Advertisement

Nobel pseudo-prizes

In 1995, European Union officials made the mistake of deeming the new European ICT Prize the "Nobel Prize" for innovation in information and communication technologies. Soon after, they received a friendly note from the Nobel Foundation saying they had infringed upon a trademark license, and could face legal action. EU officials promised to cease and desist from such comparisons, and everything resolved amicably. As harmless as it may seem to invoke the name of Nobel to

By | July 1, 2007

In 1995, European Union officials made the mistake of deeming the new European ICT Prize the "Nobel Prize" for innovation in information and communication technologies. Soon after, they received a friendly note from the Nobel Foundation saying they had infringed upon a trademark license, and could face legal action. EU officials promised to cease and desist from such comparisons, and everything resolved amicably.

As harmless as it may seem to invoke the name of Nobel to fashion prestige, the Nobel Prize has been under trademark license for more than 20 years, and Nobel Foundation employees keep a steady eye on news releases and current events, watching for the misuse of the name.

Over the past few years, Foundation employees have seen an increase in the number of illegal uses of the Nobel's good name. "We are currently sending approximately two to three letters of warning per month," says Jonna Petterson, public relations manager for the Nobel Foundation, in an e-mail. It's not surprising that Nobel staff see more misuses of the Nobel name, as the number of prize-awarding programs increases about 10%-15% each year, and has at least doubled since 1990, according to Larry Tise, professor of history at East Carolina University in Greenville, NC.

A recent press release from Prix Galien called an award "the 'Nobel Prize' for applied medical research and development." The media has dubbed the Association for Computing Machinery's A.M. Turing Award "the Nobel of computer science." And even the Blue Planet Prize, awarded by the Asahi Glass Foundation, has been called "the Nobel of environmental science."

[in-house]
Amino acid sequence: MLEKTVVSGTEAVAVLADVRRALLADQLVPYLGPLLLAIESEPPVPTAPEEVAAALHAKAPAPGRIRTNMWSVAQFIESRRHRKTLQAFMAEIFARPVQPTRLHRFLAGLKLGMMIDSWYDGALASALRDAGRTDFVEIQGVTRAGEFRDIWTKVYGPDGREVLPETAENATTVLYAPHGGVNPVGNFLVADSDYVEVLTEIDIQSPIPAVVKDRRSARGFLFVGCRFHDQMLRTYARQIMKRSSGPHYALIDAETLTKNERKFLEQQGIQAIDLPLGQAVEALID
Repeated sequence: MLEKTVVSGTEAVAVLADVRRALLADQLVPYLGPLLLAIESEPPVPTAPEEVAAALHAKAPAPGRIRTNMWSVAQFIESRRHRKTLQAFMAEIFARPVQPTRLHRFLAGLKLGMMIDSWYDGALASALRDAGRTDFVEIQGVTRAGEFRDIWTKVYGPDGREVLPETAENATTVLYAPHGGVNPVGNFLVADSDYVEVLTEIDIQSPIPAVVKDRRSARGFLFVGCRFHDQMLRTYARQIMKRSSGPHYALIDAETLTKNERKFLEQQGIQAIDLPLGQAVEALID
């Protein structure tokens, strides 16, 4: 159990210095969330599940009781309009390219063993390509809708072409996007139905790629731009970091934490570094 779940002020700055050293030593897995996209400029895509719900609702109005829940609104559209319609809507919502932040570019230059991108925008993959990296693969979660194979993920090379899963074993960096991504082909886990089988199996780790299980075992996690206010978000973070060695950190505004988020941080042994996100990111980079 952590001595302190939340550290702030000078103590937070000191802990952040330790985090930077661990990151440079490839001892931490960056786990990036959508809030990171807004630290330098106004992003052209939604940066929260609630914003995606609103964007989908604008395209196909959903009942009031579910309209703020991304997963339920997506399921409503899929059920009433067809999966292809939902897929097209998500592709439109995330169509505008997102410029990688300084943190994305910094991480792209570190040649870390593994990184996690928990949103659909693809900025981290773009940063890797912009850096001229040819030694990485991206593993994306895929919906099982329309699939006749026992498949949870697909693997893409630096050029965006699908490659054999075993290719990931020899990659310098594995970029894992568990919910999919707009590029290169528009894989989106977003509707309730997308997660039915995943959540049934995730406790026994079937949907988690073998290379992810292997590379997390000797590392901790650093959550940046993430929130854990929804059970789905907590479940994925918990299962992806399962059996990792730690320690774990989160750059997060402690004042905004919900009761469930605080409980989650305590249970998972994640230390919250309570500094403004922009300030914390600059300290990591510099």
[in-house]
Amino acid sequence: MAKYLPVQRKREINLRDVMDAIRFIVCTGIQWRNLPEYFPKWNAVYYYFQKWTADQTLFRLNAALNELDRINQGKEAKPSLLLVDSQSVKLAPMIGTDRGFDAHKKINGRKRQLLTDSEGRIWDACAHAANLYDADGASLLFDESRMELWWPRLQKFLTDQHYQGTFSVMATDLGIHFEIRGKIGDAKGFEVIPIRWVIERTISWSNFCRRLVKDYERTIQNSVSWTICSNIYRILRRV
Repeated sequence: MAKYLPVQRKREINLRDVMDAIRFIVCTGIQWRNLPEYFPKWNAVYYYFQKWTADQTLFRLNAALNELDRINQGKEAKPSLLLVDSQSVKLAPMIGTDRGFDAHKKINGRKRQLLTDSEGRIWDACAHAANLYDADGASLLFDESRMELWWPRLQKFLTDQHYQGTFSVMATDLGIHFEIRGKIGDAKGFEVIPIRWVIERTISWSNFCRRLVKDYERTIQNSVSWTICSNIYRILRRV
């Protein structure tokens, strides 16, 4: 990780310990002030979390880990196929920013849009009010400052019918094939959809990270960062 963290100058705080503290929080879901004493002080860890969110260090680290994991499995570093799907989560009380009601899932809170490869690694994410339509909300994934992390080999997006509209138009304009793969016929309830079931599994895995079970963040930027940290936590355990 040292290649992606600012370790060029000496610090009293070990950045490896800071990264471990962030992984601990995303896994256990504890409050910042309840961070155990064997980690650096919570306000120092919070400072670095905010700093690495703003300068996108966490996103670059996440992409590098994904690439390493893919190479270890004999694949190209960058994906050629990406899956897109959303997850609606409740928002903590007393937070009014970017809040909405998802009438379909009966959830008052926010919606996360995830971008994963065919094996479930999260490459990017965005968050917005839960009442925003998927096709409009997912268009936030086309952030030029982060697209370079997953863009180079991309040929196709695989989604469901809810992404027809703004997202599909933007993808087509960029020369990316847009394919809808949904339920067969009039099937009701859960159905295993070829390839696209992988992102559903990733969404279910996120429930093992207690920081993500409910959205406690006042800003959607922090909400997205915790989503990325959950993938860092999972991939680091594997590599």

Not everything resolves as amicably as it did with the EU. "Usually the recipients of these letters are willing to cease from using the trademark; however, in a couple of cases, we have been forced to take legal action," Petterson says.

"It seems that many new prizes or other people try to benefit from the prestige which the Nobel awarding institution has built over the last century," says Michael Sohlman, executive director of the Nobel Foundation, declining to provide specifics about the Foundation's involvement in legal cases. "But it's not our prestige, it's the prestige of the Nobel laureates that is abused if [the name is] used in an inappropriate way."

Sometimes the comparison is merited, Sohlman notes, such as with the Lasker Award or Gairdner Award. Of the more than 300 Lasker Award winners, 71 have gone on to win the Nobel Prize; 65 of the 290 Gairdner Award winners have also received Nobels.

Nobel Foundation staff can place a friendly phone call to organizations that infringe upon the Nobel trademark in press releases, but they have little control over the media's proclivity towards embellishment. They've read articles dubbing the National Academy of Engineering's Russ Prize as the Nobel of bioengineering. Some examples are particularly egregious: Jefferson Award: Nobel of public service? The Templeton Prize: Nobel of research and discoveries about spiritual realities? Moreover, EU media continue to refer to the ICT prize as the "Nobel" of its field.

It's an understandable temptation when trying to fashion interest in a scientific award, given that the Nobel is one of the few awards known to both scientists and nonscientists. This raises the question: What makes a prize prestigious? A 1983 essay by Eugene Garfield (founder of The Scientist) notes that factors that affect how the public perceives a prize include the prize award amount (the higher the better), how often it is awarded (often enough to not be forgotten, but rarely enough to remain important), and how many recipients there are (not everyone in the field should get one). But it's not a magic formula: The American Chemical Society's highest honor, the Priestly Medal, is often termed the Nobel Prize of chemistry, but it carries no cash prize. The Fields Medal, awarded by the International Mathematical Union, is considered "the Nobel of math" and yet is awarded only once every four years.

While some uses of the Nobel name are easily forgiven, the worst cases involve companies that use the word Nobel to make a buck, Sohlman notes. The Foundation has confronted an automotive company trying to name a new car "the Nobel." It has had to correct schools or educational services that say attendance guarantees students a Nobel Prize. Even a liposuction clinic was called the "Nobel Clinic," at least for a while.

Advertisement

Comments

Avatar of: Ruth Rosin

Ruth Rosin

Posts: 117

July 27, 2007